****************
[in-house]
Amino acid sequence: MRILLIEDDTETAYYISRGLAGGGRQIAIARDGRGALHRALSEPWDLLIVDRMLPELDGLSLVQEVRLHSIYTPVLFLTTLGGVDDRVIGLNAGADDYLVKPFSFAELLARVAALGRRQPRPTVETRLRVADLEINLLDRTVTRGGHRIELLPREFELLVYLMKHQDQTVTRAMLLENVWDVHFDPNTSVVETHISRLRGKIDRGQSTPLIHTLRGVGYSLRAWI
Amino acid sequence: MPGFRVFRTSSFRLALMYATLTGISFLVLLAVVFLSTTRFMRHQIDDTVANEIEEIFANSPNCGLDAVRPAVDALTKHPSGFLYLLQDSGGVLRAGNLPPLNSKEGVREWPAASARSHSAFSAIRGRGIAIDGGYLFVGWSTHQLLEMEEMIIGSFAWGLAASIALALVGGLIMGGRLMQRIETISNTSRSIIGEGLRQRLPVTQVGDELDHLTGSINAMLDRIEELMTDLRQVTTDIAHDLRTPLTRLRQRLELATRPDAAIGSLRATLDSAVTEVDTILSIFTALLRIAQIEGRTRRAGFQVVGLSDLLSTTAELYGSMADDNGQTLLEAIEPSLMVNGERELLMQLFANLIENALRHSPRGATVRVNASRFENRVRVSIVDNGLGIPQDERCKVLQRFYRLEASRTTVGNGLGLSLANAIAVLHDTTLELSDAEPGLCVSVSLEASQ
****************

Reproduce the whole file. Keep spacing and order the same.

[in-house]
Amino acid sequence: MRILLIEDDTETAYYISRGLAGGGRQIAIARDGRGALHRALSEPWDLLIVDRMLPELDGLSLVQEVRLHSIYTPVLFLTTLGGVDDRVIGLNAGADDYLVKPFSFAELLARVAALGRRQPRPTVETRLRVADLEINLLDRTVTRGGHRIELLPREFELLVYLMKHQDQTVTRAMLLENVWDVHFDPNTSVVETHISRLRGKIDRGQSTPLIHTLRGVGYSLRAWI
Amino acid sequence: MPGFRVFRTSSFRLALMYATLTGISFLVLLAVVFLSTTRFMRHQIDDTVANEIEEIFANSPNCGLDAVRPAVDALTKHPSGFLYLLQDSGGVLRAGNLPPLNSKEGVREWPAASARSHSAFSAIRGRGIAIDGGYLFVGWSTHQLLEMEEMIIGSFAWGLAASIALALVGGLIMGGRLMQRIETISNTSRSIIGEGLRQRLPVTQVGDELDHLTGSINAMLDRIEELMTDLRQVTTDIAHDLRTPLTRLRQRLELATRPDAAIGSLRATLDSAVTEVDTILSIFTALLRIAQIEGRTRRAGFQVVGLSDLLSTTAELYGSMADDNGQTLLEAIEPSLMVNGERELLMQLFANLIENALRHSPRGATVRVNASRFENRVRVSIVDNGLGIPQDERCKVLQRFYRLEASRTTVGNGLGLSLANAIAVLHDTTLELSDAEPGLCVSVSLEASQ